gitlab/gitlab-runner:latest

docker exec -it "gitlab-runner-1" gitlab-runner register -n \
  --url https://<your-gitlab-host>/ci \
  --registration-token "<YOUR-TOKEN>" \
  --executor docker \
  --description "ci-runner-1" \
  --docker-image "docker:latest" \
  --docker-volumes /var/run/docker.sock:/var/run/docker.sock

Or you can use my Gist and

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$ ./create-ci-runner.sh <runner-number> <registration-token> <gitlab-host>
$ # example
$ ./create-ci-runner.sh 1 xXXXYYYz https://my.git.lab.net

For spring applications, in particular JHipster apps, we can use xetys/java-8-docker or xetys/node-4-docker. So we be able to both, run our tests using maven / gradle / npm, and create docker images, which will be pushed to our container registry. And this is where we go next:

Setting up container registry

There are several public container registries for docker, such as Docker Hub. But for internal work, you sure want to have a private registry running. As of version 8.8, GitLab comes with a integrated registry, which has access policies according to the access control settings inside GitLab, but also support tokens for temporal sign ups inside CI runners.

Well, there are good news and bad news. The bad news is: since several versions docker it is very rude, if you work with insecure HTTP connections. More on that, you connection is treated as insecure, if you even use self-signed certificates. So the best way to go would be, using trusted certificates. Some years ago you would stop reading this article, as it would now cost you money to proceed with this article.

But happily, there are the good news: you can use LetsEncrypt and Certbot. This is a free TLS provider. To answer frequent questions directly: yes, it is really free, yes it works, you will have to be ok with your cert info will contain only your domain name, no further details.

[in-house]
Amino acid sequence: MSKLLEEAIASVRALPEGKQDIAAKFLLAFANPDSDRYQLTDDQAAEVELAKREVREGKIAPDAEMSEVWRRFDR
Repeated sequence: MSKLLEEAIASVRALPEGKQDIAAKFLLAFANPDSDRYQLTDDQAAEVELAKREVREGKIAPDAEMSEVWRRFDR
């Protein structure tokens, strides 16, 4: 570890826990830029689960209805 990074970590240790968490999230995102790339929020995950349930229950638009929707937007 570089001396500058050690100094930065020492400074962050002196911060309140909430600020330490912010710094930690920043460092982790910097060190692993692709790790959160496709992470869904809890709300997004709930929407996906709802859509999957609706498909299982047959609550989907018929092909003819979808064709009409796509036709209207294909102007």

A solution, which worked always for me, independent from the linux distribution, was:

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$ wget https://dl.eff.org/certbot-auto
$ chmod a+x certbot-auto
$ mv certbot-auto /usr/local/sbin

Now in practice: GitLab comes with its own nginx configuration, and registry is enabled by default. We may activate the registry without TLS enforced, but will experience problems during CI because of dockers security policies. So first we will have to generate the certs, then setup GitLabs gitlab.rb properly. For the generation process, we will need to tell LetsEncrypt, that we are indeed are the owner of the GitLab servers domain. For this we shortly stop the GitLab nginx, generate the certs, and start it back again:

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$ gitlab-ctl stop nginx
$ certbot-auto certonly --standalone -d <your-gitlab-host>
$ gitlab-ctl start nginx

note: after successfully cert creation, you may save this command into a cronjob script like this

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/usr/bin/gitlab-ctl stop nginx
/usr/local/sbin/certbot-auto certonly --standalone -d <your-gitlab-host> -n
/usr/bin/gitlab-ctl start nginx

the -n option will renew the existing certs only if they are about to expire

There will be generated certificates in /etc/letsencrypt/live/. The last thing to do is, configure GitLab to use TLS for HTTP and registry, by providing a GitLab gitlab.rb as this:

/etc/gitlab/gitlab.rb
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# ...
external_url 'https://<your-gitlab-host>'
registry_external_url 'https://<your-gitlab-host>:4567'

nginx['ssl_certificate'] = "/etc/letsencrypt/live/<your-gitlab-host>/fullchain.pem"
nginx['ssl_certificate_key'] = "/etc/letsencrypt/live/<your-gitlab-host>/privkey.pem"


registry_nginx['ssl_certificate'] = "/etc/letsencrypt/live/<your-gitlab-host>/fullchain.pem"
registry_nginx['ssl_certificate_key'] = "/etc/letsencrypt/live/<your-gitlab-host>/privkey.pem"
# ...

To make the changes take effect, run

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$ gitlab-ctl reconfigure

And now on your workstation:

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$ docker login <your-gitlab-host>:4567

with your GitLabs login credentials. If everything configured properly, you should now be able to push and pull to your registry.

Setup production environment